Stream or skip?

Netflix Saved by Ruby is the second aww cute hero dog K-9 story to stream in the last week or so after the Channing Tatum and dog movie dog. Unlike the Tatum vehicle Saved by Ruby is a BOATS (Based On A True Story) movie also based on a short story in a book written by an author and all those names flash up in the credits so fast you can’t read them all – authors always understand the wave, don’t they? But the real Ruby is still rampaging around, a former shelter pup who grew up as part of a Rhode Island State Police K-9 unit. Oh no, you’re probably thinking, is this one of those inspirational movies? Yes it is, and in the end you will cry or die.


The essentials: This Border Collie – what a savage. Her name is Ruby. She has been adopted and brought back seven times, now eight times. Her continued presence at the shelter means co-worker Pat (Camille Sullivan) has grown accustomed to the loopy slut we see in a montage that destroys the snot out of everything. The boss wants to put the dog to sleep, but before that happens we meet Dan O’Neil (Grant Gustin from The Lightning TV series), a state cop who tried to get a spot in the K-9 unit and didn’t make it. How many times has he tried and failed? Well, this will be his eighth try, because the lord works in mysterious ways, especially when directed by screenwriters.

So you see what role Destiny’s Hand will play in this film. Dan really is a good guy, a good cop, and a good husband to Melissa (Kaylah Zander) and a good dad to a toddler, but what he really wants is a good dog cop dad. Why, you might ask? What, can’t a guy have a dream or something? Do movie characters have to be fully fleshed out to evoke our empathy? Especially one that goes to an animal shelter and snags that pesky border collie who’s only hours away from a green mile walk? His goal is to turn Ruby into a drug and abuser snoop and swallow human remains, which is pretty ambitious. The pooch is so wacky and eager to poop on the floor, even training it to sit for a second may take more alchemy than it takes to turn a mouse into a manatee.

But Dan has overcome his own fears and failures to become the good, upstanding citizen and family man he is today, so he digs in and puts his full focus on Ruby. There are several characters to encourage him along the way, including Matt Zarrella (Scott Wolf), the tough but encouraging leader of the K-9 unit, and a mysterious old Irishman and K-9 observer/follower (Tom McBeath) , who pops up whenever the plot needs him to offer a little inspirational advice that often sounds like a thinly veiled faith-based movie message. Will Ruby, who is totally cute by the way, overcome adversity and become a canine cop? And when that happens (NO SPOILERS), how many Timmies trapped in wells will she rescue? (NO SPOILERS, I SAY.)

Which movies will it remind you of?: Well, Ruby looks like Lassie when she’s starring alongside Jim Belushi K-9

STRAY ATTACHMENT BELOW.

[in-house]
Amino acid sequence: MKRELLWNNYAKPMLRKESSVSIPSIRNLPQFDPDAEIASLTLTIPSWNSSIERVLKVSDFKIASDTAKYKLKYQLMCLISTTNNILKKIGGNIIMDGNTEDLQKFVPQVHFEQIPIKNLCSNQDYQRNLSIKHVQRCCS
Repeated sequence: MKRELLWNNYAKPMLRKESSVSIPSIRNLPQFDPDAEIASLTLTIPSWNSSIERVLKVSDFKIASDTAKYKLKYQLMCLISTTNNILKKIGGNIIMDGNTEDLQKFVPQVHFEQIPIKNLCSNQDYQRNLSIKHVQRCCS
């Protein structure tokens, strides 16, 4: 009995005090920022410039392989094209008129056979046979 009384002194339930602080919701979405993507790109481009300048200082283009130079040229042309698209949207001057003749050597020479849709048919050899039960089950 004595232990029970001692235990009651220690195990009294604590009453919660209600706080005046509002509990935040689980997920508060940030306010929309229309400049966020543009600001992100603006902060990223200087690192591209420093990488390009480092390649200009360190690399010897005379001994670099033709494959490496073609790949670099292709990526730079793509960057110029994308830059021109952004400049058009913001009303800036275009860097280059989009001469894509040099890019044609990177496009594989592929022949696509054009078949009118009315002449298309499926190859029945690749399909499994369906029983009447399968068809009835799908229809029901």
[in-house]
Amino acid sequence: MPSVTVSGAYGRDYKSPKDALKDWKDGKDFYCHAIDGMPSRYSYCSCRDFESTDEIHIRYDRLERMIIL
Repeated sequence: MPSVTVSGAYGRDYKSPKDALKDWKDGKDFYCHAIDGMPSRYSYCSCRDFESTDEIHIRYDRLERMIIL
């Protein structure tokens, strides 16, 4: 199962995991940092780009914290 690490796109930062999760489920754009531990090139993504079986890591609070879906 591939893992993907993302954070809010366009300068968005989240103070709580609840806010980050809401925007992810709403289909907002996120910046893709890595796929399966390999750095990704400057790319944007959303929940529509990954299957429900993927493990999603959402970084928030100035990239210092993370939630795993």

Notable performance: Two border collies named Bear and Shiloh play Ruby and THEY ARE SO GOOD DOGS. I hope they got paid with huge piles of beef jerky, fresh raccoon scraps on the floor to roll around in, and lots of pretty heads themselves.

Memorable dialogue: Two scripted instances strongly suggesting this Saved by Ruby is somehow about believing in the Christian God:

Melissa likes her man in uniform: “The taller the hat, the closer to God!”

Wise Old Man: “Now there a wink from above!”

gender and skin: none. That’s where you get the feeling Saved by Ruby might be offended by the implication that Dan had to have sex with Melissa in order for her to get pregnant.

Our opinion: Fun fact about Saved by Ruby: Directed by Katt Shea, who directed the scandalous 1992 Holy Crap Drew Barrymore is naked in it film Poisonous Ivy. So you can’t fault her range considering this doggo tale is the latest faith movie with a considerably lighter hand than those in which one soccer team prays harder than the other soccer team and therefore wins the game. or where Kirk Cameron walks through the forest and encounters a huge cross hanging in a ray of golden sunlight. (Both are real scenes in real movies that I can confirm actually exist.)

No, ruby the story of one of those little miracles that sometimes happen in real life, although some of us prefer to call it a happy accident (the real Ruby was actually a shelter puppy about to be euthanized). Be thankful it’s not throwing Bible verses at us in the skull, or indulge in that who-rescued-the-embroidered-onto-a-litter-pillow-horse-shit cliché about pet-owning dynamics.

Granted, the film isn’t groundbreaking at all; we get the usual anti-stress sequences of trying to get the dog not to freak out so he can pass this or that official K-9 test (some of you might even say a prayer, like Dan seems to do), and an ending that puts the idea of ​​happy coincidences in the realm of the ludicrous, manipulative Schmaltz (guilt of Screenwriter ex machina for that doozy). It’s amateurish in its technical construction, too – parts of the film appear to have been worked on with a crude tool carved out of stone by Homo habilis – but that’s just snooty film-critic snowballing. This is a short, sweet 90 minute film to watch with the kids and grandparents or whoever whoever now appreciates its feathery human drama and handful of innocent laughs. But hell with people – we’re here for the dog, and we get a lot from the dog, so the film fulfills its modest goals.

Our appeal: Don’t take your love to town when you have it ruby exactly here. Stream it.

John Serba is a freelance writer and film critic based in Grand Rapids, Michigan. Read more about his work at

current Saved by Ruby on Netflix


About the author


Leave a Comment